Tag Archives: Book Riot

#WGAStrong: Why Readers Should Care About the Writers Strike

By Susie Dumond Aug 8, 2023

On Thursday, short of a surprising announcement, the Writers Guild of America’s strike will reach its 100th day. That’s over three months that screenwriters have spent picketing the major studios for fair pay, improved working conditions, regulations on use of artificial intelligence (AI), and more.

The writer’s strike, combined with the SAG-AFTRA actors strike, has brought the vast majority of TV and film projects to a halt. “Who cares?” I hear some of you curmudgeonly readers saying. “I don’t need TV and movies. I’ve got books.” Actually, there’s more at stake in this strike than when fall TV shows will return. Below is a guide to the strike for book lovers, including why it might impact publishing and authors, and information on how to support the striking writers.

The Basics of the WGA Strike

After weeks of unfruitful negotiations with the Alliance of Motion Picture and Television Producers (AMPTP) on the Minimum Basic Agreement for writers, the Writers Guild of America (WGA) declared a strike on May 2, 2023. WGA members and non-members are instructed to cease any and all writing projects with member studios of the AMPTP, including powerhouse producers like Sony, Universal, Paramount, Disney, and Warner Bros., as well as any other studios that participate in the Minimum Basic Agreement.

As the strike approaches the 100-day mark, no clear progress has been made on finding agreeable terms. Representatives of the WGA negotiating committee met with AMPTP president Carol Lombardini on Friday, August 4, in a confidential sidebar to discuss resuming negotiations. Before the meeting even occurred, however, the WGA sent a message to its members about the AMPTP’s “calculated misinformation” about the meeting.

Source: https://bookriot.com/why-readers-should-care-about-the-writers-strike/

Murder Mysteries In Space | Book Riot

K.W. Colyard, Dec 14, 2021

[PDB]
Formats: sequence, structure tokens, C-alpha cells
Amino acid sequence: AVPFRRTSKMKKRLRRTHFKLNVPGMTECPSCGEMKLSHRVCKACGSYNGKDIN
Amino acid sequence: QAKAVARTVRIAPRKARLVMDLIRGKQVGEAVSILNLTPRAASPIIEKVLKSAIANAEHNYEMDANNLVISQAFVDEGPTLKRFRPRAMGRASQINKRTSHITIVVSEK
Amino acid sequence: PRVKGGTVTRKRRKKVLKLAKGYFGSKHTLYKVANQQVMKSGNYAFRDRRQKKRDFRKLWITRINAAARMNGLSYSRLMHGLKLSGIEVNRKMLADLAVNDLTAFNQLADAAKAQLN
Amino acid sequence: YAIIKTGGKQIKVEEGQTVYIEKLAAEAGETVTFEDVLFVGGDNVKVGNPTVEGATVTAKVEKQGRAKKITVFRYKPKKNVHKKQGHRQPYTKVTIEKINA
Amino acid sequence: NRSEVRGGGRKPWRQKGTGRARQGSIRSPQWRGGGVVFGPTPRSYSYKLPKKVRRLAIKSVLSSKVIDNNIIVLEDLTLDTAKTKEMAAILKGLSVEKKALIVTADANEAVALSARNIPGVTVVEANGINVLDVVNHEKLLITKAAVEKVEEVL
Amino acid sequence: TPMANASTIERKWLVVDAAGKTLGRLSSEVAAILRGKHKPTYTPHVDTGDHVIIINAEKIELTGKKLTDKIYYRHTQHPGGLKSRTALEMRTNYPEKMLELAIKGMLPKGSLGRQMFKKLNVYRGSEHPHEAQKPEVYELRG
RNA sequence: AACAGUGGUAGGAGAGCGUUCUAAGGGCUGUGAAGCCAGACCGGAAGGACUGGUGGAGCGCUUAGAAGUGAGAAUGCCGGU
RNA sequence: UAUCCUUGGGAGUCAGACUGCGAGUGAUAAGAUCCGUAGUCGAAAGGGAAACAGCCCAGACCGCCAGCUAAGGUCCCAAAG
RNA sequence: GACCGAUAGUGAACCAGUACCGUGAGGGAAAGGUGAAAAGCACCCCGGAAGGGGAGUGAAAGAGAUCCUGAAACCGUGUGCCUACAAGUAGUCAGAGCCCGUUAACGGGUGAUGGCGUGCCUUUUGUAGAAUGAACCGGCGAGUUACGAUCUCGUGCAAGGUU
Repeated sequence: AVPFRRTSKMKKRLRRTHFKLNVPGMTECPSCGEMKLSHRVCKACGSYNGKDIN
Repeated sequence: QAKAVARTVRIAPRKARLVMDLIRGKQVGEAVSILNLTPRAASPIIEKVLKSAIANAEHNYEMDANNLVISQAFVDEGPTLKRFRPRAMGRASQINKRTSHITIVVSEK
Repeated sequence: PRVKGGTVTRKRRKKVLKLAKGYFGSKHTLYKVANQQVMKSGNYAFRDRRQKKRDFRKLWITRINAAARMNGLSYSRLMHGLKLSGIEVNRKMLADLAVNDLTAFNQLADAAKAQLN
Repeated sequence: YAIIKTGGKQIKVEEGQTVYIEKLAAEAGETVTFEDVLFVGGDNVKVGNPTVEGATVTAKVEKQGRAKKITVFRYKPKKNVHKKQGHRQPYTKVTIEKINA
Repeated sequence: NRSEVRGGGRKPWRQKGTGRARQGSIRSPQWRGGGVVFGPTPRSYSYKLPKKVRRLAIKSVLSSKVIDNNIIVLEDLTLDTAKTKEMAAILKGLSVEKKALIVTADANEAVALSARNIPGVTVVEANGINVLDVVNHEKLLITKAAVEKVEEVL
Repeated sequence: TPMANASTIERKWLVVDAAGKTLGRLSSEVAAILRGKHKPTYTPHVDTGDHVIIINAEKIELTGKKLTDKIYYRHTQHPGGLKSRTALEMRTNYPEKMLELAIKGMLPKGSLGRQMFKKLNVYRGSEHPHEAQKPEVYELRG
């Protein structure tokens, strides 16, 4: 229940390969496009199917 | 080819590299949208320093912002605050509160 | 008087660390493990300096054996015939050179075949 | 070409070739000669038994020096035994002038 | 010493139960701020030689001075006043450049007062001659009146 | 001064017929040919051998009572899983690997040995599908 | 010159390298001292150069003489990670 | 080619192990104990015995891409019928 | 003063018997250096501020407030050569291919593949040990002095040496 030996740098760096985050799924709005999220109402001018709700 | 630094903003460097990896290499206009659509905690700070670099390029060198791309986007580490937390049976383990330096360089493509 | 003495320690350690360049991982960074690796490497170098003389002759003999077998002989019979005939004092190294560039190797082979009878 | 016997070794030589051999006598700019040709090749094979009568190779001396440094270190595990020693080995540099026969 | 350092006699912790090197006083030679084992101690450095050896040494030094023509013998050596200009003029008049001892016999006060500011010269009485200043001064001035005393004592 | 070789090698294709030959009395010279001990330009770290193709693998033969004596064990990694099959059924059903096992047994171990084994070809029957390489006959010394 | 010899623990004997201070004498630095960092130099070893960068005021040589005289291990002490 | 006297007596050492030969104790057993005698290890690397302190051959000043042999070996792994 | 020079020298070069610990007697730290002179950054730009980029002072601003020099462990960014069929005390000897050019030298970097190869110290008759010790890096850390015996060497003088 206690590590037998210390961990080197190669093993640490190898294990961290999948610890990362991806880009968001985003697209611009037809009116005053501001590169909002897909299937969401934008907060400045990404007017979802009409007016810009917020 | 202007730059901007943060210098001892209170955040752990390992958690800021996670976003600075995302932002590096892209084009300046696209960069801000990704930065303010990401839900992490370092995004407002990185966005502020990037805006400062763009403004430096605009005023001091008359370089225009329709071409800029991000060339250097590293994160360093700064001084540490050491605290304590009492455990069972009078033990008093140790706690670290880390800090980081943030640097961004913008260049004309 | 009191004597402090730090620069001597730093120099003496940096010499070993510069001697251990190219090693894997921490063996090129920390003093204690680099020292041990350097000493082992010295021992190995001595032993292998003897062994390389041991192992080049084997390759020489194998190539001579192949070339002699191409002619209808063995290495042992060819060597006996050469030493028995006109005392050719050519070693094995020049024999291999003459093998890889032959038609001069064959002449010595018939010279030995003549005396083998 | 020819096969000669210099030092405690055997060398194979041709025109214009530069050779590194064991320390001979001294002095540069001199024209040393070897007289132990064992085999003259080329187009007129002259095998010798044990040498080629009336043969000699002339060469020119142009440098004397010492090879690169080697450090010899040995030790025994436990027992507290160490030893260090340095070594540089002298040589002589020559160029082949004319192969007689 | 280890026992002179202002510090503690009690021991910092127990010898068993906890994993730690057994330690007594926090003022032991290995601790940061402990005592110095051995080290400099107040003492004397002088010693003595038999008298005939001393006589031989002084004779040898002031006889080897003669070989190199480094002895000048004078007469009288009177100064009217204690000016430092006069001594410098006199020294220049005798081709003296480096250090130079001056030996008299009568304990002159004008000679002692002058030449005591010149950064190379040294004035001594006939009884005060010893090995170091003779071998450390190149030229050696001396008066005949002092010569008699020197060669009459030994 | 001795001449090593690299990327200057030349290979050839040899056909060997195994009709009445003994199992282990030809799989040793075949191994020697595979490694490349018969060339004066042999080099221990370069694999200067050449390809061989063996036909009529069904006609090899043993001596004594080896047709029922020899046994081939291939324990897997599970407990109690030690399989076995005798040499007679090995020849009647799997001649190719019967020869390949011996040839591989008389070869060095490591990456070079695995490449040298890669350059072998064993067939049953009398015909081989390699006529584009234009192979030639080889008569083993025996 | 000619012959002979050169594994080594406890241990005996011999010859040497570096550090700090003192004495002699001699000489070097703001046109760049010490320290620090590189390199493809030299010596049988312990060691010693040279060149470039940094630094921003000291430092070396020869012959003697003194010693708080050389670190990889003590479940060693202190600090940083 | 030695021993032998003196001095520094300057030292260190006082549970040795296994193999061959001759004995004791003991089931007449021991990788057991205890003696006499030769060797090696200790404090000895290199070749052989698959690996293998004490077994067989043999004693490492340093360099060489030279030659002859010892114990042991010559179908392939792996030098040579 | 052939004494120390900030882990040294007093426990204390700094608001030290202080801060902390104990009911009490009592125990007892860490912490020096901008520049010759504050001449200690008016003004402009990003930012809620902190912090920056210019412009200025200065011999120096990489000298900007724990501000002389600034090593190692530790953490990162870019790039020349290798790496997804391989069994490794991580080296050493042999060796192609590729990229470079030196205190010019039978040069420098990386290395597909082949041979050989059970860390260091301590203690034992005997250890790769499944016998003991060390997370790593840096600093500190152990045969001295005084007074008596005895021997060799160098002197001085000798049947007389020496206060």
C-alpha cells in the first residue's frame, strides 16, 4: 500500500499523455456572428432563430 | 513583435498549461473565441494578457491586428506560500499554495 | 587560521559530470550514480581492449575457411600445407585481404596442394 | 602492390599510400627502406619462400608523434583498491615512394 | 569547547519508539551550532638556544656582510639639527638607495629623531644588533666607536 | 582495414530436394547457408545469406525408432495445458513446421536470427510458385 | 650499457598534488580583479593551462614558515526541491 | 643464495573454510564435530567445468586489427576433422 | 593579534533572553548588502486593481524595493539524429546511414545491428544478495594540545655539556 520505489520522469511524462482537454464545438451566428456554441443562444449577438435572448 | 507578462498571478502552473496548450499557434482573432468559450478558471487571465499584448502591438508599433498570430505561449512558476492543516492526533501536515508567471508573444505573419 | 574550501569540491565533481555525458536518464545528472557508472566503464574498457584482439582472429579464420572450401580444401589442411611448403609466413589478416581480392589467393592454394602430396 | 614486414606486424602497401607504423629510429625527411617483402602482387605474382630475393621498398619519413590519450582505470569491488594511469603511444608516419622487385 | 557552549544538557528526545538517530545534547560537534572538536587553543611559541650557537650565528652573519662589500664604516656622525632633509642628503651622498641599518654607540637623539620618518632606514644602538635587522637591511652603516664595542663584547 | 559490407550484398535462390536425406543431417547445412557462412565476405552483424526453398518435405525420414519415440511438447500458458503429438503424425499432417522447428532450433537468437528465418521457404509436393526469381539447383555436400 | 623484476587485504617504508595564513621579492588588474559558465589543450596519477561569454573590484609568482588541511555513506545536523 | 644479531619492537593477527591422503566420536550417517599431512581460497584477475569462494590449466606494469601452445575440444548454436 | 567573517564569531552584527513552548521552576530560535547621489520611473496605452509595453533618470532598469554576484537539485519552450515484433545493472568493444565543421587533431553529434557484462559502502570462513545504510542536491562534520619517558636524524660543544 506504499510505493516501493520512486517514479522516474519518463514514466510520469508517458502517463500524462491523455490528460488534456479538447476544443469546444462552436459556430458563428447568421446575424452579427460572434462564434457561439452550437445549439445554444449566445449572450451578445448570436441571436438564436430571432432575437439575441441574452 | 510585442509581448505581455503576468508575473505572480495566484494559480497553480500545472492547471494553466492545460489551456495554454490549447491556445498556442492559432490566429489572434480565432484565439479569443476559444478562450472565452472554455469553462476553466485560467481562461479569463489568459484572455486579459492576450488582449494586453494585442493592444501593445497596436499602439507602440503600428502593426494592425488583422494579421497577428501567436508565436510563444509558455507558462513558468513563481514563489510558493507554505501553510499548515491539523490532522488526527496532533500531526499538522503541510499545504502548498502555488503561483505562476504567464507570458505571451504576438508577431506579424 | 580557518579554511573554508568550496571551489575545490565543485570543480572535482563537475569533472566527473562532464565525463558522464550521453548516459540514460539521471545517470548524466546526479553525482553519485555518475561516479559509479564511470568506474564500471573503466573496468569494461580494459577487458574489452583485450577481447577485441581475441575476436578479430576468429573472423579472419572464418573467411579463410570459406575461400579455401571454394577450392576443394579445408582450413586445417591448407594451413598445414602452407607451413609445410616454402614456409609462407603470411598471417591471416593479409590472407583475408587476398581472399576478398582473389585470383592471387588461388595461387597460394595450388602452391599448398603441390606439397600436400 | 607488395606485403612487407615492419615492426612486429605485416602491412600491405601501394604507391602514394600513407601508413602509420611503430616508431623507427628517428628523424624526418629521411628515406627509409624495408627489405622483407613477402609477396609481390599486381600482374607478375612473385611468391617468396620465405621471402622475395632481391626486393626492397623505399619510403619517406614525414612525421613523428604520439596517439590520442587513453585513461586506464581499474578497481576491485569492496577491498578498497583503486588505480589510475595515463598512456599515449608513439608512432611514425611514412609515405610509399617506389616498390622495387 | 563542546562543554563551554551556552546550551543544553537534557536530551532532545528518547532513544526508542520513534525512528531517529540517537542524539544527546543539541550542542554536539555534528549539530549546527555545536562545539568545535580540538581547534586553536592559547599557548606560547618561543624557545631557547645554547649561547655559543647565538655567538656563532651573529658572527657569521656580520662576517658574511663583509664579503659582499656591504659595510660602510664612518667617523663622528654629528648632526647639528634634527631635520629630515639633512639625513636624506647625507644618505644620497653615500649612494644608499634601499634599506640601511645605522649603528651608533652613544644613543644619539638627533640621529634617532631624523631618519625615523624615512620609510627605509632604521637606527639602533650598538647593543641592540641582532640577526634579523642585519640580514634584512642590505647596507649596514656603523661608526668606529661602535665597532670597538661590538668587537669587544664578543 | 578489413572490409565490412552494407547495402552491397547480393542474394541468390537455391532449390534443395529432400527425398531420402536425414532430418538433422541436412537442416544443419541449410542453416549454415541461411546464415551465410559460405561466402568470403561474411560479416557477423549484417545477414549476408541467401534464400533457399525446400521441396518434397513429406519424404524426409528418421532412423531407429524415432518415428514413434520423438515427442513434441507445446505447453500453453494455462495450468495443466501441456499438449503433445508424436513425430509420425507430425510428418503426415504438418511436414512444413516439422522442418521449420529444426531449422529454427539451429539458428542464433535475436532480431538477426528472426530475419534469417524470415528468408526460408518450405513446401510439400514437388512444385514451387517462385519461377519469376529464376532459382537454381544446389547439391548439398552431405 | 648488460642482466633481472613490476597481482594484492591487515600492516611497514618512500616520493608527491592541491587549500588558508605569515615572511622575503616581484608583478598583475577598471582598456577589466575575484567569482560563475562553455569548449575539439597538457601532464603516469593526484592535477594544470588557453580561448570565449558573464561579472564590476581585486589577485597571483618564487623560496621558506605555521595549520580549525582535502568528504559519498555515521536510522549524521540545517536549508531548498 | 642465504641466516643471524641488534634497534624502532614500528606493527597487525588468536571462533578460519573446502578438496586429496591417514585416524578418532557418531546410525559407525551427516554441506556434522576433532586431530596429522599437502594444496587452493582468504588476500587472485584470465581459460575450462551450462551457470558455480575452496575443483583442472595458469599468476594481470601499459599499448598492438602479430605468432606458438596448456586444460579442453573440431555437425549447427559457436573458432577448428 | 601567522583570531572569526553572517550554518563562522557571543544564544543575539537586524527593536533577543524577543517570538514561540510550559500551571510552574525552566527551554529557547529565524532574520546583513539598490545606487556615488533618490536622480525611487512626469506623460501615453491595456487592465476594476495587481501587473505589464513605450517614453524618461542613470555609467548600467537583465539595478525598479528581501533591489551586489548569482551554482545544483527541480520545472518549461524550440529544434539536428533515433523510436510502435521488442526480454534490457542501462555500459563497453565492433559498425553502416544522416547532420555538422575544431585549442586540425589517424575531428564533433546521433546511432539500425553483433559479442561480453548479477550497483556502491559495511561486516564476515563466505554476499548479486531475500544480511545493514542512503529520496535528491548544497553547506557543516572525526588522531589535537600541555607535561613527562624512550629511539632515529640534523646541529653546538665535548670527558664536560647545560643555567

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From article…

Space operas like Star Wars and Dune may have made the big empty seem like the perfect backdrop for would-be adventurers’ wildest dreams, but let’s face it — space tours have the potential to be deadlier than cruise ships. Yikes.

Outer space may not be the safest place to vacation — like, ever — but there’s just something alluring about a thriller set where no one can hear you scream. If you’re looking for a no-escape crime read, check out the list of ten murder mysteries set in space I’ve pulled together for you here.

Remember in spring 2021, when there was that huge debate over whether something — namely, Alien — could be sci-fi and horror at the same time? And have you heard the ongoing argument over where the line between horror and thriller lies? When it comes to genre, classifications can get a little…sticky, and these books are caught right in the middle.

Editor’s Note: Read more, see link below for original item…

Source: Murder Mysteries In Space | Book Riot

The Most Popular In-Demand Books in U.S. Libraries: July-September 2022

By Kelly Jensen, Nov 2, 2022

from article…

Each quarter, Panorama Picks takes a deep dive into the data about ebook use at libraries across the U.S. It’s a fascinating look at not just the most popular ebooks in public libraries — they don’t stray too far from what you’d expect of the bestseller lists — but also at the books that are seeing uniquely high demand at libraries.

These are books which are seeing a lot of interest but haven’t necessarily stayed atop bestseller lists for months and/or books with particular interest locally. The data looks at adult fiction, adult nonfiction, and young adult books (which includes fiction, nonfiction, and comics). Panorama Picks groups public libraries by coordinating American Bookseller Association (ABA) regions, which allows for a really neat way of exploring interest on a regional level. A book might be especially popular in California but less so in the Midwest, and looking at that data provides a real opportunity for local bookstores and libraries.